Fourteen infants have been sickened and hospitalized after being infected with a rare virus known as HPeV3, which has struck the Kansas City area.
The virus may lead to meningitis and inflammatory problems in infants, among a slew of other health issues. All of the affected babies so far have been hospitalized, but none of them have died. Currently, health officials in both Kansas and Missouri are investigating the cause of the infections.
“It’s possible we could see more cases. It’s something we’re looking closely at,” spokeswoman for the Kansas Department of Health and Environment (KDHE), Aimee Rosenow, said. “It’s still pretty early on. We don’t know if there’s a common factor linking the cases.” Kansas City, which rests on the Missouri side of the Kansas-Missouri border, sprawls between two states. Nine infected infants were reported in Kansas, and five were found in Missouri.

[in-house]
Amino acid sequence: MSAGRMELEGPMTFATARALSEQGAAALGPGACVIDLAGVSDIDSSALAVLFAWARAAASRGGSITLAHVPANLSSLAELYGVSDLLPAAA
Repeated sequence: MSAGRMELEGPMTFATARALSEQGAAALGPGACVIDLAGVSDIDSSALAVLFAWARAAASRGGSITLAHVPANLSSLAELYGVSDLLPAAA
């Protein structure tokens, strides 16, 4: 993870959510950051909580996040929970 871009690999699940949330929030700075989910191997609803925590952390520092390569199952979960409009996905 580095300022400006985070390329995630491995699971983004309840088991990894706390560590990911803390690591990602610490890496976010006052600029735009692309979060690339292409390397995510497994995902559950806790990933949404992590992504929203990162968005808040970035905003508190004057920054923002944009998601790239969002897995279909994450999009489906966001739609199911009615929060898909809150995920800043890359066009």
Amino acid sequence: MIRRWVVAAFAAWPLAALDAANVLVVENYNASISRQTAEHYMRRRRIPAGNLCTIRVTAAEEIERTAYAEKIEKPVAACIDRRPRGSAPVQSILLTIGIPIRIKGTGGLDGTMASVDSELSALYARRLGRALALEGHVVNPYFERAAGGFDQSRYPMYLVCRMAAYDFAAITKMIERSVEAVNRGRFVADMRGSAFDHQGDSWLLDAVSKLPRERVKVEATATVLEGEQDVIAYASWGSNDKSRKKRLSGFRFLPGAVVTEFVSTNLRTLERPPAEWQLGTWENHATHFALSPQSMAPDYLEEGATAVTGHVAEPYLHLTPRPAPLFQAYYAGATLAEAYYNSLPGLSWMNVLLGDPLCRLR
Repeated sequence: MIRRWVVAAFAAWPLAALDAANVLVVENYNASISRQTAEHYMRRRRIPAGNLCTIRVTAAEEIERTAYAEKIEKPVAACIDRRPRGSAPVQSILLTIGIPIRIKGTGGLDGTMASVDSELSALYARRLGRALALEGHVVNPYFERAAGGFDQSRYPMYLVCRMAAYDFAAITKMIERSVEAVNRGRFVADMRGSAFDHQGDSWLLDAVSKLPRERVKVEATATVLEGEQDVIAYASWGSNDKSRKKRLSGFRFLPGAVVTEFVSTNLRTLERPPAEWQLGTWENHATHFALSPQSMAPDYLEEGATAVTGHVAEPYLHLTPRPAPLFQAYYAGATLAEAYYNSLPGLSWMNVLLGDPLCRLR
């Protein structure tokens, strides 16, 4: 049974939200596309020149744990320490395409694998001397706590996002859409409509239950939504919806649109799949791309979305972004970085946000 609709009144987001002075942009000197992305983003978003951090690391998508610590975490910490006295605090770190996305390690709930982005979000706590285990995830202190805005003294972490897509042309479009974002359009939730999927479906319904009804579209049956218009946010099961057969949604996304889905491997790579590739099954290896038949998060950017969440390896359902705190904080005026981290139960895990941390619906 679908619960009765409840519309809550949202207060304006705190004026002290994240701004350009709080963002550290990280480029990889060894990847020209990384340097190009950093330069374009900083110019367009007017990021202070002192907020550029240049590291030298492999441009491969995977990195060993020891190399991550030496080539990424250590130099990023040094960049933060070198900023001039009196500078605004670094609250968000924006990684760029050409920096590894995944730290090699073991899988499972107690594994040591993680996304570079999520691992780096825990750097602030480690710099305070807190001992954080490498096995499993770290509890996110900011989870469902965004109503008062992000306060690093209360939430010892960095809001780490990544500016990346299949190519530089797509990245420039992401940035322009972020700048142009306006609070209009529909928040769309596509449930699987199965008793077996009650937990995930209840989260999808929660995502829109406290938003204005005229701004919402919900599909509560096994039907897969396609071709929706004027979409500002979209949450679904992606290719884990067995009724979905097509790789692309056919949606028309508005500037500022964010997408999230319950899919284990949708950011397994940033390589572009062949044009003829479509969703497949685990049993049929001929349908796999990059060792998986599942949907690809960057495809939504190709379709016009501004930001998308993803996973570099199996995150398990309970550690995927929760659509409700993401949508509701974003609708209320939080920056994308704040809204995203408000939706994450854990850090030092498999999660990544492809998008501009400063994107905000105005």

Known as Human Parechovirus (HPeV), this virus typically affects infants who are younger than 1 year old and is “associated with a wide variety of illnesses in children ranging from gastroenteritis, respiratory infections, sepsis-like illness and neurological disease particularly in neonates,” a press release from Children’s Mercy Hospital states.
Researchers still aren’t sure how the virus is spread, or whether it can be fatal. Thus far, all of the babies hospitalized have survived. “In one study out of Toronto, sick babies, 90 percent of those babies were completely normal as they grow up,” Dr. Mary Anne Jackson, director of the Division of Infectious Diseases at Children’s Mercy, told KSHB local news. “So do we know all the answers about this virus at this point? Not yet.”
However, KDHE points out that the virus can be spread through public diaper changing tables. In order to prevent your infant from catching the virus, be sure to wipe down public changing tables with an antibacterial wipe.
Dr. John Fried, Infectious Disease Specialist at Shawnee Mission Medical Center, told KSHB that breastfeeding could also help in protecting babies from the virus. “The most severe illnesses mostly found in birth and six weeks old … around six weeks the baby can start making its own antibodies and has more protection. That first month the baby depends a lot on the antibodies from the mother through the birth process or the breast milk.”